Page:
Here, "what" means "which", standing as it does before a noun.
That's not quite the same as "what" which stands by itself.
Welsh has different words: beth is "what" (standing on its own) and pa X is "which X, what X" (before a noun asking to identify a particular such noun from a group of possible similar nouns, e.g. which colour out of those that exist or which book out of those on the table).
https://www.duolingo.com/comment/13404102 is probably a sentence you are thinking of?
I have the impression that sy is a relative "...which is", so there you have "what colour hair is it that is with you" whereas here it is simply "what colour is the little tortoise" rather than something like "what colour is it that the little tortoise has?" so it takes the normal "is" verb.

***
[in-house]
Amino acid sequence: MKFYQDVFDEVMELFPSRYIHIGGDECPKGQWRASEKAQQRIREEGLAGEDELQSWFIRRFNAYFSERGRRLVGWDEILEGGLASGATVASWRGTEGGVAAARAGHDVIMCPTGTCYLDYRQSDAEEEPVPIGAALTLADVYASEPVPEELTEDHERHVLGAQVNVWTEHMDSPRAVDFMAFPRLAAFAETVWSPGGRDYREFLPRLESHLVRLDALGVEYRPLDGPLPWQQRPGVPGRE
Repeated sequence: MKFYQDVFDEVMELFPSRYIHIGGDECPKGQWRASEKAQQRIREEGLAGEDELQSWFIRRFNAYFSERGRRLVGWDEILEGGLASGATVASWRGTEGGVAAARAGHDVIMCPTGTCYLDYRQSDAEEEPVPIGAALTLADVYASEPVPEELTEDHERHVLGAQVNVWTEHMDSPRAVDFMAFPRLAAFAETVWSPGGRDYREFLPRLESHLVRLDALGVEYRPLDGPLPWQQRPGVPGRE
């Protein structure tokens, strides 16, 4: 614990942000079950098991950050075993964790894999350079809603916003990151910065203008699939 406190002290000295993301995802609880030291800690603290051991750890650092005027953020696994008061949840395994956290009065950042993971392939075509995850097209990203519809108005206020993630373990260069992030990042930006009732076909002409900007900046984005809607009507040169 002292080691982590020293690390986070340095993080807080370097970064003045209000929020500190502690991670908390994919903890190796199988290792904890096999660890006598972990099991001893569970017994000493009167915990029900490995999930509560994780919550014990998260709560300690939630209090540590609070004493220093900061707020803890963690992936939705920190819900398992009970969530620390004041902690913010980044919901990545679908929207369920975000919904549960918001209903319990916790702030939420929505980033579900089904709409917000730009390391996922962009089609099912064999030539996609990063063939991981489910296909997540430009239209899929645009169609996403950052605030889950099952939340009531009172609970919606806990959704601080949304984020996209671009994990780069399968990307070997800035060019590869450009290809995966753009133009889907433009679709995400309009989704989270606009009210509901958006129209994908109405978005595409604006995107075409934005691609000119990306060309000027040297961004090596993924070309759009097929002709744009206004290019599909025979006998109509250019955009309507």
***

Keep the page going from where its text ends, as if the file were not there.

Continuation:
A long time after you were discussing this, but, trying to make sense of this myself:
I think 'sy' is used when the 'pa' or 'pwy' are the simply the subject of the 'sy'. 'Pwy sy'n siarad?' 'Pa liw gwallt sy gyda ti?' (what hair colour is with you?)
This crwban sentence is a different structure: crwban and liw are subject and complement of the verb - i think that's why it's ydy / yw not 'sy' here.
Croesawn i (? I'd welcome?) gywiriadau.